Contrary

A

E

T

T

Co

nt

ra

ra

nt

Co

Subalternation

ry

to

dic

dic

to

r

Subalternation

y

F

F

I

O

Subcontrary

Logically Equivalent Statement Forms

Conversion

Given statement

E: No S are P.

I: Some S are P.

Converse

No P are S.

Some P are S.

Obversion

Given statement

A: All S are P.

E: No S are P.

I: Some S are P.

O: Some S are not P.

Obverse

No S are non-P.

All S are non-P.

Some S are not non-P.

Some S are non-P.

Contraposition

Given statement

A: All S are P.

O: Some S are not P.

Contrapositive

All non-P are non-S.

Some non-P are not non-S.

Valid Syllogistic Forms

Unconditionally Valid Forms

Figure 1

AAA

EAE

AII

EIO

Figure 2

EAE

AEE

EIO

AOO

Figure 3

IAI

AII

OAO

EIO

Figure 4

AEE

IAI

EIO

Conditionally Valid Forms

Figure 1

AAI

EAO

Figure 2

AEO

EAO

Figure 3

Figure 4

AEO

Required

condition

S exist

AAI

EAO

EAO

M exist

AAI

P exist

Rules for Categorical Syllogisms

Rule 1:

Fallacy:

The middle term must be distributed at least once.

Undistributed middle

Rule 2:

Fallacy:

If a term is distributed in the conclusion, then it must be distributed in the premise.

Illicit major; illicit minor

Rule 3:

Fallacy:

Two negative premises are not allowed.

Exclusive premises

Rule 4:

A negative premise requires a negative conclusion, and a negative conclusion requires a negative premise.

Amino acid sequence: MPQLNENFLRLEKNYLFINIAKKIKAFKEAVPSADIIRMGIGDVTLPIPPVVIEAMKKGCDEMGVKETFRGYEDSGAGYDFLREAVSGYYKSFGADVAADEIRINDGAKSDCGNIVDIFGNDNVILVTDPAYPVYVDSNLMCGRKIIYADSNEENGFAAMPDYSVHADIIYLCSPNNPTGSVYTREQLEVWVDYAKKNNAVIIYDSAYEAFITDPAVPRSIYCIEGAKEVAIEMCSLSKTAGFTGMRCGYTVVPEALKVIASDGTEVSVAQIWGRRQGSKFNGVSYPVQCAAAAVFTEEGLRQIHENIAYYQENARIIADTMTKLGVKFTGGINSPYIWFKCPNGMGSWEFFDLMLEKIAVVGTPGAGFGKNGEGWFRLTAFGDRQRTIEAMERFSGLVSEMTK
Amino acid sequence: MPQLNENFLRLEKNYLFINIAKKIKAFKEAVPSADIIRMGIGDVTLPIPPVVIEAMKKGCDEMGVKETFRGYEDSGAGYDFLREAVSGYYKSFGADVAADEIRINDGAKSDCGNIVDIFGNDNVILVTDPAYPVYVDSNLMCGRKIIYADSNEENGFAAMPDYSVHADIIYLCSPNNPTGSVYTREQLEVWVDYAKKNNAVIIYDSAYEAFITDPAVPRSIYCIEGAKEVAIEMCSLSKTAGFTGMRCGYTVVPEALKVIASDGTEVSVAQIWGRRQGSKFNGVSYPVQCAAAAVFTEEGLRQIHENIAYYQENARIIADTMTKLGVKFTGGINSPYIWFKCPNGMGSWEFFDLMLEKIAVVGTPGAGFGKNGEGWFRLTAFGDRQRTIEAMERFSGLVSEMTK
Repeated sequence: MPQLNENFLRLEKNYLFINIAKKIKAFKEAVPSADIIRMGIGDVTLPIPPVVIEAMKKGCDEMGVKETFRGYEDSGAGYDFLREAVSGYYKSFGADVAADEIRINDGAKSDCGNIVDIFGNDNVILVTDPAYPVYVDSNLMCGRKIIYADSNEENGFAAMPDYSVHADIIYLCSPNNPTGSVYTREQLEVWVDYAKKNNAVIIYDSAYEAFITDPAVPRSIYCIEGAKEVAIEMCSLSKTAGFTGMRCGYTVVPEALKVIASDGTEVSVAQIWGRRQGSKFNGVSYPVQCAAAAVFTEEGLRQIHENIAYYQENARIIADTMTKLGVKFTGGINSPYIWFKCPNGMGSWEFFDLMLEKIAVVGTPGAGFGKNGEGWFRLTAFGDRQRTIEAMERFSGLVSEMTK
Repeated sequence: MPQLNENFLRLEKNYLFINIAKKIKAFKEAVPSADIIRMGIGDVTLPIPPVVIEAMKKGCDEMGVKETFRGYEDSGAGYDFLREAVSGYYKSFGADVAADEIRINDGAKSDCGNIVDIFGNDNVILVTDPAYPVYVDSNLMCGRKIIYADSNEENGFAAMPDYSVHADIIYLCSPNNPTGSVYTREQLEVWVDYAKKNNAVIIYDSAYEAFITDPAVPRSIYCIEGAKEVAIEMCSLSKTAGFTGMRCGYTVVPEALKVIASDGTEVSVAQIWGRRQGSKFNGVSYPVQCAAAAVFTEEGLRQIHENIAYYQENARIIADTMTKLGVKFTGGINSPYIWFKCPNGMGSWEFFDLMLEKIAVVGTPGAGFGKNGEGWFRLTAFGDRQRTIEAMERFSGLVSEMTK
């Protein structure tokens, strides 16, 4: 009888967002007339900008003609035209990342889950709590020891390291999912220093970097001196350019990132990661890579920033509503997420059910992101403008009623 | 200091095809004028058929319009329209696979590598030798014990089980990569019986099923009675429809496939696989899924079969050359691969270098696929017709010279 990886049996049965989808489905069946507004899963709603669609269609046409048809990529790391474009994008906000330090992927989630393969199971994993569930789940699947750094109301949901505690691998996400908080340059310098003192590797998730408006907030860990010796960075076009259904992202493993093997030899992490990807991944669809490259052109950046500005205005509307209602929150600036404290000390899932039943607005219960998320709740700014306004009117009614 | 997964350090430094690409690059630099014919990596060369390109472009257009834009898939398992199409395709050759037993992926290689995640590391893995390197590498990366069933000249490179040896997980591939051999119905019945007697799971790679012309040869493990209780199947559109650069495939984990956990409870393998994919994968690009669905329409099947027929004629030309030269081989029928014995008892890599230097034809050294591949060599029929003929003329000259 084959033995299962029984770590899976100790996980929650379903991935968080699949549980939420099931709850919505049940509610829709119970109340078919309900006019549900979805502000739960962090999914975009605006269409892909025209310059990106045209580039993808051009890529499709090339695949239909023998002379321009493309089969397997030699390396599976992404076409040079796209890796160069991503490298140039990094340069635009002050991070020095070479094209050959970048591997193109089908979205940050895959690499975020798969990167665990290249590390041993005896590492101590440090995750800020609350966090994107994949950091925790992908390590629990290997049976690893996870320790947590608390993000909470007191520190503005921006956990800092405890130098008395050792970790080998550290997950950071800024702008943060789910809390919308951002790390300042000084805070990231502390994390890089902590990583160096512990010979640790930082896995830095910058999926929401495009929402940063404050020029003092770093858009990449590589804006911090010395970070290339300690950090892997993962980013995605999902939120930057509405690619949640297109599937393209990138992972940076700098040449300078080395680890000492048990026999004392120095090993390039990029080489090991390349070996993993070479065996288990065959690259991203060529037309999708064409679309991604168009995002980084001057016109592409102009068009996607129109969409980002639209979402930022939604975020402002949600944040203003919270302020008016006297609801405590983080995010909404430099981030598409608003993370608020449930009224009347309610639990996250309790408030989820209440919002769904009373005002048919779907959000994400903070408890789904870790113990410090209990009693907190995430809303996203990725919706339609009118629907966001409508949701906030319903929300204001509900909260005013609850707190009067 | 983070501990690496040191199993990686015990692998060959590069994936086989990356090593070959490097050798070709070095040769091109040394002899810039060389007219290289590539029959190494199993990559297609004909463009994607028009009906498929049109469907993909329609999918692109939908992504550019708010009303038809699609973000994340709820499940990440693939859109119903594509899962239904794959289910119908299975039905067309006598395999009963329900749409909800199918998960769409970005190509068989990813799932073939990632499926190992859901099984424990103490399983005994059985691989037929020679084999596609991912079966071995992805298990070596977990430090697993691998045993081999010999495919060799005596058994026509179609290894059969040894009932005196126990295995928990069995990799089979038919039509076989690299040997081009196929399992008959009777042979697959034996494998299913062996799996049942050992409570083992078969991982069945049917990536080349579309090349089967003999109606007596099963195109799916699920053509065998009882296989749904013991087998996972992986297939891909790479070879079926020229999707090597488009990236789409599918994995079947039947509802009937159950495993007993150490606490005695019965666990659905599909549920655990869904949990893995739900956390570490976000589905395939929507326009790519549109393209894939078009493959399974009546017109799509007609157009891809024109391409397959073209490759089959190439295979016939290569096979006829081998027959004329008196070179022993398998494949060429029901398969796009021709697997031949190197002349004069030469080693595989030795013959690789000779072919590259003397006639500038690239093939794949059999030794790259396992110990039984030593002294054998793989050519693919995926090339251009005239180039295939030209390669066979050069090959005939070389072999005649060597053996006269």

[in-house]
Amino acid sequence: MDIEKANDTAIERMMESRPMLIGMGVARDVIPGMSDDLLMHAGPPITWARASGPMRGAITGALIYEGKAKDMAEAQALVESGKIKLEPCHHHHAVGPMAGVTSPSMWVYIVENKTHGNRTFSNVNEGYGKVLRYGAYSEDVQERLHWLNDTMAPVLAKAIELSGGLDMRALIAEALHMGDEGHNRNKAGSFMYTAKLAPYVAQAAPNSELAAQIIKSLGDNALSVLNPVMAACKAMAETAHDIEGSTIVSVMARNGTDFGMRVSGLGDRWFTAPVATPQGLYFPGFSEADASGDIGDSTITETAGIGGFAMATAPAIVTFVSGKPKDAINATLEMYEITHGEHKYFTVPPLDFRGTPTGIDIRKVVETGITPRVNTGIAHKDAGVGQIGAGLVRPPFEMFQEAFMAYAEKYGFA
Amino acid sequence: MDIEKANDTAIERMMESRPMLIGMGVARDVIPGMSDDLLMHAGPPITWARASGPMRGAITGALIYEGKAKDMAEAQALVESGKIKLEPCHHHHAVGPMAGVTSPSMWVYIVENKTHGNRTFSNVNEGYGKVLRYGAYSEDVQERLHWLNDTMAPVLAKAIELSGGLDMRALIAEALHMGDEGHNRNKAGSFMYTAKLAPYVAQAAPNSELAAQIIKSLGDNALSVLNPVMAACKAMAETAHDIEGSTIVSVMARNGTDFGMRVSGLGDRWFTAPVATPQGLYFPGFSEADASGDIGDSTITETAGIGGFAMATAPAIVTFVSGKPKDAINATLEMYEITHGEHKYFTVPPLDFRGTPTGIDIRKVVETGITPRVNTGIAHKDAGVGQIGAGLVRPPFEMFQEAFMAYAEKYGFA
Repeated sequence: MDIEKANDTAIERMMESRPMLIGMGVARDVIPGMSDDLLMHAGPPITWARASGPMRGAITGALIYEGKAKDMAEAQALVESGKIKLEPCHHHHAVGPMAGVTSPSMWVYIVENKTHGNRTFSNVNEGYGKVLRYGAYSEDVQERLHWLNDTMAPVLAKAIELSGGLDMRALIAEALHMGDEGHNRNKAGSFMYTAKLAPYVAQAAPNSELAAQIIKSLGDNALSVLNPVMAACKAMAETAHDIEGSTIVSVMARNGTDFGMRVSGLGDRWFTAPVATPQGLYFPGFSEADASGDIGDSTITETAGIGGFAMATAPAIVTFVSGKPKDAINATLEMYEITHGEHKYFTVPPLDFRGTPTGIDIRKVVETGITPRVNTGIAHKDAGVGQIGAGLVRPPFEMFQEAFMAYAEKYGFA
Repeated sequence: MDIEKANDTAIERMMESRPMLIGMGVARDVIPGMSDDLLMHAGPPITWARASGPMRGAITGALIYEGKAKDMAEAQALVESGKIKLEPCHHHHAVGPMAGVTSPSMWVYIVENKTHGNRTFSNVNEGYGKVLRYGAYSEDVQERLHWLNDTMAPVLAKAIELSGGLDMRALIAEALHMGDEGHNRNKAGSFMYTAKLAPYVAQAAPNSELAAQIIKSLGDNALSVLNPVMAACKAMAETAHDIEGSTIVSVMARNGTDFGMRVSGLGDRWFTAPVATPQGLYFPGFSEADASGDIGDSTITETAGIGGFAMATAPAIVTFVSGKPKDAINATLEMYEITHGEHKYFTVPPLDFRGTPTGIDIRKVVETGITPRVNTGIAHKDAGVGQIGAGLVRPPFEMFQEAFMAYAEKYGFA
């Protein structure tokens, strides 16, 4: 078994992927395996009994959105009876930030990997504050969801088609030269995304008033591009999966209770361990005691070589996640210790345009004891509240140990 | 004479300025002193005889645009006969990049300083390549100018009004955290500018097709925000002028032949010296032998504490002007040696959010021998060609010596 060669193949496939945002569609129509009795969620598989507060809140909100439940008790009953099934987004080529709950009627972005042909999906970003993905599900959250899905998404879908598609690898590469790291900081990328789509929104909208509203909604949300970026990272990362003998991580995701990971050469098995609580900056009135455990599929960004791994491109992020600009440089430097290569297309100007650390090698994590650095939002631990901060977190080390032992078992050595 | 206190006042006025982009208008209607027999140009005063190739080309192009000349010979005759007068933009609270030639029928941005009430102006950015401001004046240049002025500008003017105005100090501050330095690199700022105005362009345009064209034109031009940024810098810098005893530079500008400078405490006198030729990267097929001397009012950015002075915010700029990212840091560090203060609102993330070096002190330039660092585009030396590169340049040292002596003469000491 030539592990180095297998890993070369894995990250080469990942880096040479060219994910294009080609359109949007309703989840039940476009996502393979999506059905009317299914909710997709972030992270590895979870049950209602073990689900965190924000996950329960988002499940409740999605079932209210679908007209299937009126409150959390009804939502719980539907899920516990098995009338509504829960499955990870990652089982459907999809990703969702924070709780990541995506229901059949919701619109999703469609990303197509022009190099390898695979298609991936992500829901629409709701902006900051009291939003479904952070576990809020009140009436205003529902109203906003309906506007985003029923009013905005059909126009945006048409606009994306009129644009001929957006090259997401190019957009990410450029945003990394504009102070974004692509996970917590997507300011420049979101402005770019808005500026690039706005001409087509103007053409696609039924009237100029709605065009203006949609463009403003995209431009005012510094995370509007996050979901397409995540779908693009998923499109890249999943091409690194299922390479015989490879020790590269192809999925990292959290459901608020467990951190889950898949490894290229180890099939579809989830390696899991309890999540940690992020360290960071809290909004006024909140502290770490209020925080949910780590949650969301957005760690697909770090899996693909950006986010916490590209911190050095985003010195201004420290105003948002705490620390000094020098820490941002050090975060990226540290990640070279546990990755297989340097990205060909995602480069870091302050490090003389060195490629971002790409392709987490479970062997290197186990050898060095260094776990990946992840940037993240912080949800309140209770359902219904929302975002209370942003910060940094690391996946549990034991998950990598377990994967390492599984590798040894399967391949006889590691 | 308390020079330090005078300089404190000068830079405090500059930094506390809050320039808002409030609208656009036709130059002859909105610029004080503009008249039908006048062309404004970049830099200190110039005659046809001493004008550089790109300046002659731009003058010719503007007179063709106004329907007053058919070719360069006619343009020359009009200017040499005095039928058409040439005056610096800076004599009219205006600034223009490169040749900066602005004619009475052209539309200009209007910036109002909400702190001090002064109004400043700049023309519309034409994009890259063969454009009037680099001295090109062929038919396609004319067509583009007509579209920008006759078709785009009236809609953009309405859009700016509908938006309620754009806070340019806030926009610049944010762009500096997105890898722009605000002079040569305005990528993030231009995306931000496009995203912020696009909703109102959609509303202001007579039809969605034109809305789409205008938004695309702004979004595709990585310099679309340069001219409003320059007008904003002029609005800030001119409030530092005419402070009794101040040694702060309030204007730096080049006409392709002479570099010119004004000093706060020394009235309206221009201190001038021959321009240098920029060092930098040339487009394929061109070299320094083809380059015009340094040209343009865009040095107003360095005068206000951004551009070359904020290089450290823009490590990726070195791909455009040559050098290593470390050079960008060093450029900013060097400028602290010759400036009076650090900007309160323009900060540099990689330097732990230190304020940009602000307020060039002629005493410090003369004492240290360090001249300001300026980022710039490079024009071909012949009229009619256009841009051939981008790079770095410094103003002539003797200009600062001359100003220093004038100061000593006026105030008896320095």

Drawing an afﬁrmative conclusion from a negative premise; drawing a negative conclusion from afﬁrmative premises

Fallacy:

Rule 5:

Fallacy:

If both premises are universal, the conclusion cannot be particular. Existential fallacy

NOTE: If only Rule 5 is broken, the syllogism is valid from the Aristotelian standpoint if the critical term denotes actually existing things.

Truth Tables for the Propositional Operators

p

q

~p

p•q

pvq

p⊃q

p≡q

T

T

F

F

T

F

T

F

F

F

T

T

T

F

F

F

T

T

T

F

T

F

T

T

T

F

F

T

Rules for the Probability Calculus

1.

2.

3.

4.

5.

6.

7.

P (A or not A) = 1

P (A and not A) = 0

P (A and B) = P (A) P (B)

(when A and B are independent)

P (A and B) = P (A) P (B given A)

P (A or B) = P (A) + P(B)

(when A and B are mutually exclusive)

P (A or B) = P (A) + P (B) – P (A and B)

P (A) = 1 – P (not A)

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A Concise Introduction to Logic

NINTH EDITION

Patrick J. Hurley

University of San Diego

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